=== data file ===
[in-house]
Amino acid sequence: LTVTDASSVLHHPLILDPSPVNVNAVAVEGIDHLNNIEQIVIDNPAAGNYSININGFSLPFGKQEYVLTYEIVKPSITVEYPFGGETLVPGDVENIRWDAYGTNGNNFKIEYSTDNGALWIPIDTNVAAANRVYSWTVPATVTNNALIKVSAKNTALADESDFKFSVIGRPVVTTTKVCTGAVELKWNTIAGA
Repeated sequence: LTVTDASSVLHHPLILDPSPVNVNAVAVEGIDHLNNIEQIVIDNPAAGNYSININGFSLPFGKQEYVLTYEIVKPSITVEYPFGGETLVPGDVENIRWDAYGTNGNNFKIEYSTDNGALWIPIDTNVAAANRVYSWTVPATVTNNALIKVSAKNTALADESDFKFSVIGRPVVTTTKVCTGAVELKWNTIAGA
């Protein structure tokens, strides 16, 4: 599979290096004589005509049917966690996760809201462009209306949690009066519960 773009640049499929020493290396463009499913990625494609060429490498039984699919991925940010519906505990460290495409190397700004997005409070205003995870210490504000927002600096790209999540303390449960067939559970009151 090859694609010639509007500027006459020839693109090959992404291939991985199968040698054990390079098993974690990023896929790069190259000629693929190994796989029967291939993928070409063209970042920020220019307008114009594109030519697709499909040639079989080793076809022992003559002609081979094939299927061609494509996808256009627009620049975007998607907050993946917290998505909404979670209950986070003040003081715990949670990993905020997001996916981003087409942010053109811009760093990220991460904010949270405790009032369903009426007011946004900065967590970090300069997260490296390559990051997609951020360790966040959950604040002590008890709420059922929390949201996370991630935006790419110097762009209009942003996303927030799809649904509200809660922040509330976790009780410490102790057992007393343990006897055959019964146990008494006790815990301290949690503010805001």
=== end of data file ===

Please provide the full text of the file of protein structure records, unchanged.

[in-house]
Amino acid sequence: LTVTDASSVLHHPLILDPSPVNVNAVAVEGIDHLNNIEQIVIDNPAAGNYSININGFSLPFGKQEYVLTYEIVKPSITVEYPFGGETLVPGDVENIRWDAYGTNGNNFKIEYSTDNGALWIPIDTNVAAANRVYSWTVPATVTNNALIKVSAKNTALADESDFKFSVIGRPVVTTTKVCTGAVELKWNTIAGA
Repeated sequence: LTVTDASSVLHHPLILDPSPVNVNAVAVEGIDHLNNIEQIVIDNPAAGNYSININGFSLPFGKQEYVLTYEIVKPSITVEYPFGGETLVPGDVENIRWDAYGTNGNNFKIEYSTDNGALWIPIDTNVAAANRVYSWTVPATVTNNALIKVSAKNTALADESDFKFSVIGRPVVTTTKVCTGAVELKWNTIAGA
């Protein structure tokens, strides 16, 4: 599979290096004589005509049917966690996760809201462009209306949690009066519960 773009640049499929020493290396463009499913990625494609060429490498039984699919991925940010519906505990460290495409190397700004997005409070205003995870210490504000927002600096790209999540303390449960067939559970009151 090859694609010639509007500027006459020839693109090959992404291939991985199968040698054990390079098993974690990023896929790069190259000629693929190994796989029967291939993928070409063209970042920020220019307008114009594109030519697709499909040639079989080793076809022992003559002609081979094939299927061609494509996808256009627009620049975007998607907050993946917290998505909404979670209950986070003040003081715990949670990993905020997001996916981003087409942010053109811009760093990220991460904010949270405790009032369903009426007011946004900065967590970090300069997260490296390559990051997609951020360790966040959950604040002590008890709420059922929390949201996370991630935006790419110097762009209009942003996303927030799809649904509200809660922040509330976790009780410490102790057992007393343990006897055959019964146990008494006790815990301290949690503010805001």